It took me a long time to finally decide on this month’s entry. For a while I thought of skipping it but my friend Catsudon, who is the genie of my blogs, admonished me not to chicken out. So, back to the rules. I’ll just pick bits and pieces from Carlo’s stipulations since taken as a whole, they seem to eliminate everything from this side of the world. And because I work on my food entries from Pampanga, a province known for many exotic delicacies even for Philippine standards, close to nothing qualifies as taboo or forbidden.
But as for sharing our unusual food and recording the reactions of those who try it, I had a lot of pictures! I found one taken in December and shows May-May, a four-year old who ate tÃ¢gilÃ³ like oatmeal where others cringe. However, she wasn’t a â€œwilling victimâ€ but practically begged to have a taste. Does that qualify? Perhaps I should then go back through time, not limited with this IMBB’s timeframe.
So that picture from my electronic treasure chest decided the entry. TÃ¢gilÃ³ it is and I can even do a little â€œscientificâ€ work on it. I have many memories associated with this victual. Sometime back, one of my cousins, who was in her teens that time, cried over an empty bowl because she fell asleep before lunchtime and woke up to find our other cousins finished all the tÃ¢gilÃ³ our grandmother prepared. Another cousin would also hanker for it each time she comes to the house. Those who marry into the family, and who did not grow up eating this seem to be more â€œaddictedâ€ to it than we are. Even friends who eat with us seem to have developed an intense liking for it that they now and then bring empty bottles to be filled.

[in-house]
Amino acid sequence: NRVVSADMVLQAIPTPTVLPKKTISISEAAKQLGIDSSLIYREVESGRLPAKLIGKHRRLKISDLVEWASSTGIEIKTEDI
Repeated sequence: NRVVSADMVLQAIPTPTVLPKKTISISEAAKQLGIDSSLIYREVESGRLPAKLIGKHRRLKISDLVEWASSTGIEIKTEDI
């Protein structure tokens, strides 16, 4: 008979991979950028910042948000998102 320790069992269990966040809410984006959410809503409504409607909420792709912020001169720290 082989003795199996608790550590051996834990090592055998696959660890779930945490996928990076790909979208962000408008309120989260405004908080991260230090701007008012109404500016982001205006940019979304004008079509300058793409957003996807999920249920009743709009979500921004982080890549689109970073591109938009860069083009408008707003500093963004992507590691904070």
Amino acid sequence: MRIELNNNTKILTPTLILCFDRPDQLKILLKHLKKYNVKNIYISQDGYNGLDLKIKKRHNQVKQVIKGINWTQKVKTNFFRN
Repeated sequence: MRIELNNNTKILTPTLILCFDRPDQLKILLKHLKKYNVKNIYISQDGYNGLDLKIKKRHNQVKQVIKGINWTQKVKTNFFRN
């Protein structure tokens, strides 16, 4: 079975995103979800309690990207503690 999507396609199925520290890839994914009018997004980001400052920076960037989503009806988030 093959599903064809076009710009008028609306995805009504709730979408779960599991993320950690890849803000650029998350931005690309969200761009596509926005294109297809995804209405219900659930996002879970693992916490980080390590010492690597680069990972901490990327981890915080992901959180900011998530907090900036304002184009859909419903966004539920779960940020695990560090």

Now, what is this again? Let’s just say it may be the distant cousin of sushi. How now?
I didn’t realise this until some years back, a very dear friend who spent time studying the history and art of sushi-making told me the lore behind it. He thought he was just making conversation but he had no idea how it unlocked something I have always thought about. According to him (and a website on The Evolution of Sushi), sushi started out in Southeast Asia as a means to preserve fish with rice, with the rice thrown away later. The practice moved northward to China and Japan and evolved to its current form.
In Southeast Asia however, some of this original practice remained, like kassam in Borneo. Now, my friend is currently incommunicado so I can’t ask what exactly is kassam and I can’t find any sources but I wouldn’t be surprised if it is something very similar to tÃ¢gilÃ³.
As it has evolved, this is a Capampangan or Central Luzon delicacy of fermented rice with shrimps or fish. Since our recipes are not coded, we do not have a standard for measurements and ingredients. Even the names vary between places. In our town, it refers to the paste of rice and shrimps while in others, tÃ¢gilÃ³ would refer to fermented rice and fish (usually bulig, dalag in Filipino and mudfish in English) while that with shrimps is called balo-balo. Tagalog provinces know it by the name buro – burong hipon (shrimps).
Not all Capampangans eat this though. I have heard some are disgusted by just the thought of eating â€œrotten riceâ€ while others cannot take the smell alone. Outside of the province, only gourmets are said to eat it. What then is so special or disgusting about this sauce? Perhaps the answer lies in how it comes to be.
TÃ¢gilÃ³ requires the use of live freshwater shrimps, the smaller the better since these have a softer shell. Frozen or dead shrimps simply would not do. They will impart a mild bitterness to the dish. My aunt in Madrid once attempted to use frozen saltwater shrimps, to disastrous results according to her. Another aunt in Ontario had the same complaint. I’ve never attempted this in the city either.
Many commercial sellers of tÃ¢gilÃ³ often shortcut the lengthy process by adding vinegar to the rice, much like sushi, and this does not sit well with connoisseurs
My grandmother cooked only small amounts of the victual, but now it seems that with more family and friends who long for tÃ¢gilÃ³, we have to cook it in large amounts, every single time.
Update: Now that I come to think about it, I did follow the rules! In the process of preparing this entry, I did taste some tÃ¢gilÃ³ that wasn’t cooked at home. Normally, I wouldn’t because I’m not sure about the hygiene of its preparation. And how did I like the other samples? No comparison.